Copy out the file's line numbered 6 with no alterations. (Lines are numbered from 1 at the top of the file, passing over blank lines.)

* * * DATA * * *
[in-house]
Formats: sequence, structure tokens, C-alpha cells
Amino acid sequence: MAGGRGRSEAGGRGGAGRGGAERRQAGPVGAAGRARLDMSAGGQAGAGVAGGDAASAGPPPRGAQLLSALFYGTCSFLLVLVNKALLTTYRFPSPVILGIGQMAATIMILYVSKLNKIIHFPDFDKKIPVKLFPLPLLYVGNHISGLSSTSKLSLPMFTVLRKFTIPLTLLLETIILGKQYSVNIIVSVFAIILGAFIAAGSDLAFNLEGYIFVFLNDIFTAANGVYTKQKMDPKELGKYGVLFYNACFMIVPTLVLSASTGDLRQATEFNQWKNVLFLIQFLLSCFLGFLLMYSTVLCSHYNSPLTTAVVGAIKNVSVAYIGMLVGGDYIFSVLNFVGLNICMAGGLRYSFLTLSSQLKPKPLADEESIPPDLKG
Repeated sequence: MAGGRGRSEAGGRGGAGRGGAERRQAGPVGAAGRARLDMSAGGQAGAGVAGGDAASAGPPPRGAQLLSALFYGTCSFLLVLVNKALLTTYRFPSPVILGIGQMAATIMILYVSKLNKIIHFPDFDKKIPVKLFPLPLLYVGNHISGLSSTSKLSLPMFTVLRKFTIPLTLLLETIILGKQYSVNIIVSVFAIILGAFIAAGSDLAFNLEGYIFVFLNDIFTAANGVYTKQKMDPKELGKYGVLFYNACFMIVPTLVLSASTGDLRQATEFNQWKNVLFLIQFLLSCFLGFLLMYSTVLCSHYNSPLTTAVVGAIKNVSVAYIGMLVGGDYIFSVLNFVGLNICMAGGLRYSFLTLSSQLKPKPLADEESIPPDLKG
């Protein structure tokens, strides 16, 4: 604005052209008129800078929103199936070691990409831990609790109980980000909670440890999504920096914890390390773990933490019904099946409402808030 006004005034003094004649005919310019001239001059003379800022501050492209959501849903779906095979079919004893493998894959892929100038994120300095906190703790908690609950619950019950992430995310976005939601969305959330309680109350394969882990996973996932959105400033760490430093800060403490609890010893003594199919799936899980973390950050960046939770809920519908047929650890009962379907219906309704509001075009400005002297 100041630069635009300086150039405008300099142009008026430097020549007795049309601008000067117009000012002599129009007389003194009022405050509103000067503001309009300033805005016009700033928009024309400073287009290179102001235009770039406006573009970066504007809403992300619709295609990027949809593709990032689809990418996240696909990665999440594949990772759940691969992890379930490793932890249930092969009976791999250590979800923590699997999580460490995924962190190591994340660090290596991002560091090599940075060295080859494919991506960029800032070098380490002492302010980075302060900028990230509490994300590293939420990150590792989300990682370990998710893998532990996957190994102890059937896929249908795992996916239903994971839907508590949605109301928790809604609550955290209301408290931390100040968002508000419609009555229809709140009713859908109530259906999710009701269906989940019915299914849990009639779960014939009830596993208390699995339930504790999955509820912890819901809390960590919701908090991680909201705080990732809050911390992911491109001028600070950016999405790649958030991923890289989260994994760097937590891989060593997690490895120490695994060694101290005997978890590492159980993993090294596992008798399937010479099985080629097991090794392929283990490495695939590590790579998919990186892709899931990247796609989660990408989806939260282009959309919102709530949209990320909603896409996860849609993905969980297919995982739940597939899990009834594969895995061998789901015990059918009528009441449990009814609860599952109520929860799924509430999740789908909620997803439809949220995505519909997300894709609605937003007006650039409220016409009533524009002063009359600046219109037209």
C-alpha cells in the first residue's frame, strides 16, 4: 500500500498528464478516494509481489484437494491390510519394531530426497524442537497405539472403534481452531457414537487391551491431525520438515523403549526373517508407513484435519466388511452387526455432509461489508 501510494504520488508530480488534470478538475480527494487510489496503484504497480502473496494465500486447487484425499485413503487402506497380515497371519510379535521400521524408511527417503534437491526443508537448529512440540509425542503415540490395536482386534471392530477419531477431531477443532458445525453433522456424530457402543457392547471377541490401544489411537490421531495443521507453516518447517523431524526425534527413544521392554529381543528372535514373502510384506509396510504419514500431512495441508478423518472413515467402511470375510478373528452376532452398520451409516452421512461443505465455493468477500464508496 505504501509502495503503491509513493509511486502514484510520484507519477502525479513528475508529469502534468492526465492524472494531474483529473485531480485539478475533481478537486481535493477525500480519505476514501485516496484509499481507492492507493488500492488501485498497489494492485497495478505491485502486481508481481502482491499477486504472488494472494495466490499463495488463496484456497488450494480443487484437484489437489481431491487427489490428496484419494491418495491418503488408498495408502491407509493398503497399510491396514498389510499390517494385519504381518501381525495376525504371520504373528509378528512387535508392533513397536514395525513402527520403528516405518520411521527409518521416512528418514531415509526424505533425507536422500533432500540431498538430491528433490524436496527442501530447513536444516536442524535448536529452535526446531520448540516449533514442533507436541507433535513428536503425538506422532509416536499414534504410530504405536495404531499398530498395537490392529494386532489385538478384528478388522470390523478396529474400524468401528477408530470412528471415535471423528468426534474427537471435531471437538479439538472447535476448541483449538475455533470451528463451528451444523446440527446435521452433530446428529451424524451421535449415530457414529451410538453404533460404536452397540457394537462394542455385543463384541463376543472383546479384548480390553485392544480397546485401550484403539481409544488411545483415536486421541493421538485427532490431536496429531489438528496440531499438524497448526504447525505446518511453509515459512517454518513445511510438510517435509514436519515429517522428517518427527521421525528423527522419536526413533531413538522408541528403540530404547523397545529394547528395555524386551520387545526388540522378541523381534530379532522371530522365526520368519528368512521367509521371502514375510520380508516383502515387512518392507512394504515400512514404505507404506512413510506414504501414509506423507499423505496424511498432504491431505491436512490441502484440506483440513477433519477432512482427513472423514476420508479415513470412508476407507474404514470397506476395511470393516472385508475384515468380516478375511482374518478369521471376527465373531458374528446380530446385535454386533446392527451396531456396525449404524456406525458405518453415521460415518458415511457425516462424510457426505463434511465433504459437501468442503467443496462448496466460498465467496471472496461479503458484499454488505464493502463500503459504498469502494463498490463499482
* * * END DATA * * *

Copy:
C-alpha cells in the first residue's frame, strides 16, 4: 500500500498528464478516494509481489484437494491390510519394531530426497524442537497405539472403534481452531457414537487391551491431525520438515523403549526373517508407513484435519466388511452387526455432509461489508 501510494504520488508530480488534470478538475480527494487510489496503484504497480502473496494465500486447487484425499485413503487402506497380515497371519510379535521400521524408511527417503534437491526443508537448529512440540509425542503415540490395536482386534471392530477419531477431531477443532458445525453433522456424530457402543457392547471377541490401544489411537490421531495443521507453516518447517523431524526425534527413544521392554529381543528372535514373502510384506509396510504419514500431512495441508478423518472413515467402511470375510478373528452376532452398520451409516452421512461443505465455493468477500464508496 505504501509502495503503491509513493509511486502514484510520484507519477502525479513528475508529469502534468492526465492524472494531474483529473485531480485539478475533481478537486481535493477525500480519505476514501485516496484509499481507492492507493488500492488501485498497489494492485497495478505491485502486481508481481502482491499477486504472488494472494495466490499463495488463496484456497488450494480443487484437484489437489481431491487427489490428496484419494491418495491418503488408498495408502491407509493398503497399510491396514498389510499390517494385519504381518501381525495376525504371520504373528509378528512387535508392533513397536514395525513402527520403528516405518520411521527409518521416512528418514531415509526424505533425507536422500533432500540431498538430491528433490524436496527442501530447513536444516536442524535448536529452535526446531520448540516449533514442533507436541507433535513428536503425538506422532509416536499414534504410530504405536495404531499398530498395537490392529494386532489385538478384528478388522470390523478396529474400524468401528477408530470412528471415535471423528468426534474427537471435531471437538479439538472447535476448541483449538475455533470451528463451528451444523446440527446435521452433530446428529451424524451421535449415530457414529451410538453404533460404536452397540457394537462394542455385543463384541463376543472383546479384548480390553485392544480397546485401550484403539481409544488411545483415536486421541493421538485427532490431536496429531489438528496440531499438524497448526504447525505446518511453509515459512517454518513445511510438510517435509514436519515429517522428517518427527521421525528423527522419536526413533531413538522408541528403540530404547523397545529394547528395555524386551520387545526388540522378541523381534530379532522371530522365526520368519528368512521367509521371502514375510520380508516383502515387512518392507512394504515400512514404505507404506512413510506414504501414509506423507499423505496424511498432504491431505491436512490441502484440506483440513477433519477432512482427513472423514476420508479415513470412508476407507474404514470397506476395511470393516472385508475384515468380516478375511482374518478369521471376527465373531458374528446380530446385535454386533446392527451396531456396525449404524456406525458405518453415521460415518458415511457425516462424510457426505463434511465433504459437501468442503467443496462448496466460498465467496471472496461479503458484499454488505464493502463500503459504498469502494463498490463499482